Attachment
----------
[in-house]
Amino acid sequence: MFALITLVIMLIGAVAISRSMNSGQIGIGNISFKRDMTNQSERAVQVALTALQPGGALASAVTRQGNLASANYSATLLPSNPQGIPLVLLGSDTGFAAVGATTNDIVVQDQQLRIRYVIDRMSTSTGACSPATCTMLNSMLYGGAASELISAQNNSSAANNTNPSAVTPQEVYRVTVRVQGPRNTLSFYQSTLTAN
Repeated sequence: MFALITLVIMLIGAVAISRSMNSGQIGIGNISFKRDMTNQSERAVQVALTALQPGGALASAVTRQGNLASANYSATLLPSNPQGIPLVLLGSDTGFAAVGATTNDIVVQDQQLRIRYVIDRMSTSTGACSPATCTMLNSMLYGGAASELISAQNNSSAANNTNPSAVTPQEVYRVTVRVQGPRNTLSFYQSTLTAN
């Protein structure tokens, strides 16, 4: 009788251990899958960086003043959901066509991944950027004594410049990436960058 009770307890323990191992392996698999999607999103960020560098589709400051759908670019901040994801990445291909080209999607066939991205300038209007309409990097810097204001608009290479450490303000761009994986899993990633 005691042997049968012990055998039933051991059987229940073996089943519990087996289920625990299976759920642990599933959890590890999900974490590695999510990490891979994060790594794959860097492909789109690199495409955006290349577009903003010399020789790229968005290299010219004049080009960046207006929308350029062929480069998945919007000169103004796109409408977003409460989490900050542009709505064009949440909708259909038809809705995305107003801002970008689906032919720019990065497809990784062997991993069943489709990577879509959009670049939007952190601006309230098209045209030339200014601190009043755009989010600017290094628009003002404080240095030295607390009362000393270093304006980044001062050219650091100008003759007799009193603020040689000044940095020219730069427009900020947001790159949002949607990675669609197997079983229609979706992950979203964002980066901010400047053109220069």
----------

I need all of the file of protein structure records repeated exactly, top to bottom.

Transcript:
[in-house]
Amino acid sequence: MFALITLVIMLIGAVAISRSMNSGQIGIGNISFKRDMTNQSERAVQVALTALQPGGALASAVTRQGNLASANYSATLLPSNPQGIPLVLLGSDTGFAAVGATTNDIVVQDQQLRIRYVIDRMSTSTGACSPATCTMLNSMLYGGAASELISAQNNSSAANNTNPSAVTPQEVYRVTVRVQGPRNTLSFYQSTLTAN
Repeated sequence: MFALITLVIMLIGAVAISRSMNSGQIGIGNISFKRDMTNQSERAVQVALTALQPGGALASAVTRQGNLASANYSATLLPSNPQGIPLVLLGSDTGFAAVGATTNDIVVQDQQLRIRYVIDRMSTSTGACSPATCTMLNSMLYGGAASELISAQNNSSAANNTNPSAVTPQEVYRVTVRVQGPRNTLSFYQSTLTAN
């Protein structure tokens, strides 16, 4: 009788251990899958960086003043959901066509991944950027004594410049990436960058 009770307890323990191992392996698999999607999103960020560098589709400051759908670019901040994801990445291909080209999607066939991205300038209007309409990097810097204001608009290479450490303000761009994986899993990633 005691042997049968012990055998039933051991059987229940073996089943519990087996289920625990299976759920642990599933959890590890999900974490590695999510990490891979994060790594794959860097492909789109690199495409955006290349577009903003010399020789790229968005290299010219004049080009960046207006929308350029062929480069998945919007000169103004796109409408977003409460989490900050542009709505064009949440909708259909038809809705995305107003801002970008689906032919720019990065497809990784062997991993069943489709990577879509959009670049939007952190601006309230098209045209030339200014601190009043755009989010600017290094628009003002404080240095030295607390009362000393270093304006980044001062050219650091100008003759007799009193603020040689000044940095020219730069427009900020947001790159949002949607990675669609197997079983229609979706992950979203964002980066901010400047053109220069």